“In pith and substance if this is a law for agricultural land and the R&R activities are in relation to owners of agricultural land, the state can argue that the centre couldn’t have made such a law. This issue incidentally was raised before the Standing Committee in Parliament. The house is aware of the risk", asserts Shroff.
CII feels the R&R cost is also likely to go up by about three times compared to the prevailing practice.
Real estate firm Cushman &Wakefield says "Input costs will rise as a result of the increase in compensation and minimize the profit margin. Since the developers will want to preserve their profits, we will see more joint development projects happening. The Bill should exempt open market transactions from its aegis to avoid the decline in investments and undue rise in the price of land for private purposes."
Experts are unanimous in their belief that the Land Bill will hit affordable housing quite hard.
“A huge increase in costs especially in the case of affordable housing where the land component and other things are a large percentage of total costs will be seen”, says Hiranandani.
Affordable housing will also go up by 20-25 percent with increase in total costs. If they are outside the urban limits then it would be about 30-35 percent.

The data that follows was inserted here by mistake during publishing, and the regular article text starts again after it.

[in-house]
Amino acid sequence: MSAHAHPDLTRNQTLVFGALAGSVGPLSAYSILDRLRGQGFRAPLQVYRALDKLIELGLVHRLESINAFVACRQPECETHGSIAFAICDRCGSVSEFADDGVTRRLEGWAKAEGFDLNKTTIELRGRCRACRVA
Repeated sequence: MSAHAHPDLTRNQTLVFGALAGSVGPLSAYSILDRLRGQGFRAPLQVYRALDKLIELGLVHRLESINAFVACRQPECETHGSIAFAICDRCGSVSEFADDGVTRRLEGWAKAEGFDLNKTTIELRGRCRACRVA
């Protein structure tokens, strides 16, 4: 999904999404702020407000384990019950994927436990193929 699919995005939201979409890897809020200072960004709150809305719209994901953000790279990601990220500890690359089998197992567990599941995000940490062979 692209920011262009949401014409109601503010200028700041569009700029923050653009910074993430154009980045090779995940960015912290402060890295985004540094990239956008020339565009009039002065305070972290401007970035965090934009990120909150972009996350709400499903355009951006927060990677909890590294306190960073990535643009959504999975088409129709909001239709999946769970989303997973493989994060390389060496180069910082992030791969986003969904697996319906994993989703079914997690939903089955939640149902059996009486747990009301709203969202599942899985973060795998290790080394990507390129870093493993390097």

Meanwhile, brokerage firm Karvy explains the impact by giving the example of Bangalore-based listed firm Puravankara. Karvy says “Puravankara Projects currently undertakes affordable housing projects at average land acquisition cost of Rs 200 per square feet and sells these apartments at Rs 2000 per square feet.
A 100 percent increase in land cost would constitute about 10 percent of sales or a 1000 basis points drop in EBIDTA margins or 10 percent impact on project valuation of affordable housing subsidiary. Hence, this will have a larger negative impact on real estate company's valuation in case it is not able to pass on price increase to customers.
This may result in Puravankara Projects increasing its sales price by 18 percent to maintain current margins or increase prices by 10 percent to maintain current EBIDTA per square feet at the cost of margin contraction."
The Bill also applies retrospectively to cases where no land acquisition award has been made. And in cases where the land was acquired five years ago, but no compensation has been paid or no possession has taken place, then the process will be started afresh in accordance with the provisions of this act.
Developers say this will lead to plenty of confusion, as land aggregation is a long process and thus the fate of many projects pre-launched hangs in balance.
“The whole concept of retrospectivity, the question of the whole compensation issue being reopened will all unsettle settled transactions or executed transactions and it will create its own nightmare”, adds Shroff.